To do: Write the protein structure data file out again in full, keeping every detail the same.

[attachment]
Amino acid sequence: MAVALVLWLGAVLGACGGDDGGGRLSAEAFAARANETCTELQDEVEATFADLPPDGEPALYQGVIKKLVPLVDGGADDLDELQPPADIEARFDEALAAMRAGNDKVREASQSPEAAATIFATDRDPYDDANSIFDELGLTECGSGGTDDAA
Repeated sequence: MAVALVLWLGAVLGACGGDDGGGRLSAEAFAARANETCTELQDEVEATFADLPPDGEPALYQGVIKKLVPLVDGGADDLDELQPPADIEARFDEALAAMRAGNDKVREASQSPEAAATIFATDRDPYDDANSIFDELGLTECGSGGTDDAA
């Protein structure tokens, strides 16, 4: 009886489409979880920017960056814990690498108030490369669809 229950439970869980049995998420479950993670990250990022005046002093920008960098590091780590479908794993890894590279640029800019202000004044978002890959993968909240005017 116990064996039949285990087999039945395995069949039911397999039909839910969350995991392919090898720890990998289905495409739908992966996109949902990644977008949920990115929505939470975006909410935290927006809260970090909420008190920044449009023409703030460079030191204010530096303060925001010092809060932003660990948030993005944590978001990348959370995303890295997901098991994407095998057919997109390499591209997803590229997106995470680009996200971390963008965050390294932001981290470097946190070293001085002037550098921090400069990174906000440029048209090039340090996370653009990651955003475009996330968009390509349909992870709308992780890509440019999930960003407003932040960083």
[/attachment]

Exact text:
Amino acid sequence: MAVALVLWLGAVLGACGGDDGGGRLSAEAFAARANETCTELQDEVEATFADLPPDGEPALYQGVIKKLVPLVDGGADDLDELQPPADIEARFDEALAAMRAGNDKVREASQSPEAAATIFATDRDPYDDANSIFDELGLTECGSGGTDDAA
Repeated sequence: MAVALVLWLGAVLGACGGDDGGGRLSAEAFAARANETCTELQDEVEATFADLPPDGEPALYQGVIKKLVPLVDGGADDLDELQPPADIEARFDEALAAMRAGNDKVREASQSPEAAATIFATDRDPYDDANSIFDELGLTECGSGGTDDAA
């Protein structure tokens, strides 16, 4: 009886489409979880920017960056814990690498108030490369669809 229950439970869980049995998420479950993670990250990022005046002093920008960098590091780590479908794993890894590279640029800019202000004044978002890959993968909240005017 116990064996039949285990087999039945395995069949039911397999039909839910969350995991392919090898720890990998289905495409739908992966996109949902990644977008949920990115929505939470975006909410935290927006809260970090909420008190920044449009023409703030460079030191204010530096303060925001010092809060932003660990948030993005944590978001990348959370995303890295997901098991994407095998057919997109390499591209997803590229997106995470680009996200971390963008965050390294932001981290470097946190070293001085002037550098921090400069990174906000440029048209090039340090996370653009990651955003475009996330968009390509349909992870709308992780890509440019999930960003407003932040960083």